11. deCatanzaro, D.; Muir,C.; Sullivan, C.; Boissy, A. Pheromones and novel-male-induced pregnancy disruptions in mice: Exposure to females is necessary for urine alone to induce an Effect. Physiology and Behavior, Submitted.

12. Whitney, R.; Burdick, H. (1936), Tube locking of ova by estrogenic substances. Endocrinology 20: 643-647.

13. Burdick, H.O.; Whitney, R. (1937), Acceleration of the rate of passage of fertilized ova through the fallopian tubes of mice by massive injections of an estrogenic substance. Endocrinology 21: 637-643.

14. deCatanzaro, D.; MacNiven, E.; Ricciuti, F. (1991), Comparison of the adverse effects of adrenal and ovarian steroids on early pregnancy in mice. Psychoneuroendocrinology 16: 525-536.

15. MacNiven, E.; deCatanzaro, D.; Younglai, E.V. (1992), Chronic stress increases oestrogen and other steroids around intrauterine implantation in inseminated rats. Physiology and Behavior 52: 159-162.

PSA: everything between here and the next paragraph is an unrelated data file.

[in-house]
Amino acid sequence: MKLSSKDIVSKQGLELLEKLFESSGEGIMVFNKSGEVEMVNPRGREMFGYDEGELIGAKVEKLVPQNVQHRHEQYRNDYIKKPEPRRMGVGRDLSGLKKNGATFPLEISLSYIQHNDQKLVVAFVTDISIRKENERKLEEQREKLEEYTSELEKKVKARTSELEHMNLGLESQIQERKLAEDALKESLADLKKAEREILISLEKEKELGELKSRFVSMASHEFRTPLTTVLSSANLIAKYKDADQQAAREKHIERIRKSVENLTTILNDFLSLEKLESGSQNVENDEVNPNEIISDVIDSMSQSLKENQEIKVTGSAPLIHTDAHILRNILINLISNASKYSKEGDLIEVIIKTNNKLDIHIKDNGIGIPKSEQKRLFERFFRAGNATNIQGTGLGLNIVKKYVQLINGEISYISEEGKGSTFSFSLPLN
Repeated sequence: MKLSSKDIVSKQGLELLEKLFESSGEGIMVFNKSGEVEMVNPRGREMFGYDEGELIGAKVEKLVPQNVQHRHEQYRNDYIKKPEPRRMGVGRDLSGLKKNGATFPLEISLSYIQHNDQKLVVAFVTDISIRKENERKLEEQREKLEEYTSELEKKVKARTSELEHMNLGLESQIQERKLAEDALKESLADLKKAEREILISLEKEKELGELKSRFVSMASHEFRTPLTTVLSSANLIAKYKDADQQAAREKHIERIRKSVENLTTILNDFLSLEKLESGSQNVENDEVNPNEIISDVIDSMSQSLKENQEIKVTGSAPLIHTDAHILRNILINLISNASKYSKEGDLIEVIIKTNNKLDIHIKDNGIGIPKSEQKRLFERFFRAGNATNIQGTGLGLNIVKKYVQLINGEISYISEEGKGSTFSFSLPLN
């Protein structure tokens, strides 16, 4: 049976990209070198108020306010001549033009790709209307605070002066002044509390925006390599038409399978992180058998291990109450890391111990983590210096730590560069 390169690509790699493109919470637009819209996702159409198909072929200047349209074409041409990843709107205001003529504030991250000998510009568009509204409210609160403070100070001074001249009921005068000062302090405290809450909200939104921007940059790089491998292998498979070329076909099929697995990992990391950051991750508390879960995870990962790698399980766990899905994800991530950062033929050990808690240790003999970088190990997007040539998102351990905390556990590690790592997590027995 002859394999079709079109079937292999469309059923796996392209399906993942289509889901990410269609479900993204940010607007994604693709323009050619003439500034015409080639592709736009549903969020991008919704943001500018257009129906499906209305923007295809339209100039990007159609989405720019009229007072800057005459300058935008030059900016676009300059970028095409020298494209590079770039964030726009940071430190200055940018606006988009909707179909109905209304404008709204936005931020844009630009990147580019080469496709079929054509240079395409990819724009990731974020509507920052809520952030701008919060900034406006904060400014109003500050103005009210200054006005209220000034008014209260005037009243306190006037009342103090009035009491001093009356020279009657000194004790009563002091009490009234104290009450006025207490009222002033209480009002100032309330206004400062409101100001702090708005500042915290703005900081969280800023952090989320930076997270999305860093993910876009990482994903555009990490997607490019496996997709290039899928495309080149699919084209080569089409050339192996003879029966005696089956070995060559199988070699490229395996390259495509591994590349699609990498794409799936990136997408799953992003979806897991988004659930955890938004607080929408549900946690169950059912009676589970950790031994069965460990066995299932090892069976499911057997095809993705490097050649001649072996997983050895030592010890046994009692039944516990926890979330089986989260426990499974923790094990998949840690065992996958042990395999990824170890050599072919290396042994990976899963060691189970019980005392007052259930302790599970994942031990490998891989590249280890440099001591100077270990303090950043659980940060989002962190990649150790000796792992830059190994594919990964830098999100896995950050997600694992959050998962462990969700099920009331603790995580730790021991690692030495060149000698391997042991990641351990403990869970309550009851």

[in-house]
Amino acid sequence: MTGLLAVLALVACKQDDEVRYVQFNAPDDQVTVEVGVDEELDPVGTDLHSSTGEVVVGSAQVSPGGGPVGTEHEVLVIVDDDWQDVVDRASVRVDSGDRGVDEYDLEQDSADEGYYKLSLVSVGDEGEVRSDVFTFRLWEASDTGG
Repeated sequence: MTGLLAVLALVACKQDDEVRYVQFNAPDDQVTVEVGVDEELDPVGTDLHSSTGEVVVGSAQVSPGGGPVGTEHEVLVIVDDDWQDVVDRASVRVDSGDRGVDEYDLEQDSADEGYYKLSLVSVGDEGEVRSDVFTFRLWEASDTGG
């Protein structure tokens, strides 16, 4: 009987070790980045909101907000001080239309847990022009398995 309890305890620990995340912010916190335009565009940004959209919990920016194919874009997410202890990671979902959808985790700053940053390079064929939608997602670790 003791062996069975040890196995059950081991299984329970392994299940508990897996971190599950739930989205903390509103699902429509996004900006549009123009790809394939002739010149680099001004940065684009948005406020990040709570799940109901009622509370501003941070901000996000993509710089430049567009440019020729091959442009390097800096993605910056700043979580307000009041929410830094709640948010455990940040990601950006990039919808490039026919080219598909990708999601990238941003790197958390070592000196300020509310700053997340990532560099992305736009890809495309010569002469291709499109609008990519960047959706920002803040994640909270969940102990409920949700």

16. deCatanzaro, D.; MacNiven, E.; Goodison, T.; Richardson, D. (1994), Estrogen antibodies reduce vulnerability to stress induced failure of intrauterine implantation in inseminated mice. Psychoneuroendocrinology 55: 35-38.

17. deCatanzaro, D.; Muir, C.; O'Brien, J.; Williams, S. (1995), Strange-male-induced pregnancy disruption in mice: Reduction of vulnerability by 17b -estradiol antibodies. Physiology and Behavior 58: 401-404.

18. Peter, A.T.; Kapustin, N.; Critser, J.K. (1996), Analysis of sex steroid metabolites excreted in the feces and urine of nondomesticated animals. Compedium on Continuing Education for the Practicing Veterinarian 18: 781-792.

19. Safar-Hermann, N.; Ismail, M.N.; Choi, H.S.; Mostl, E.; Bamberg, E. (1987), Pregnancy diagnosis in zoo animals by estrogen determination in feces. Zoo Biology 6: 189-193

20. Lasley, B.L.; Kirkpatrik, J.F. (1991), Monitoring ovarian function in captive and free-ranging wildlife by means of urinary and fecal steroids. Journal of Zoo and Wildlife Medicine 22: 23-31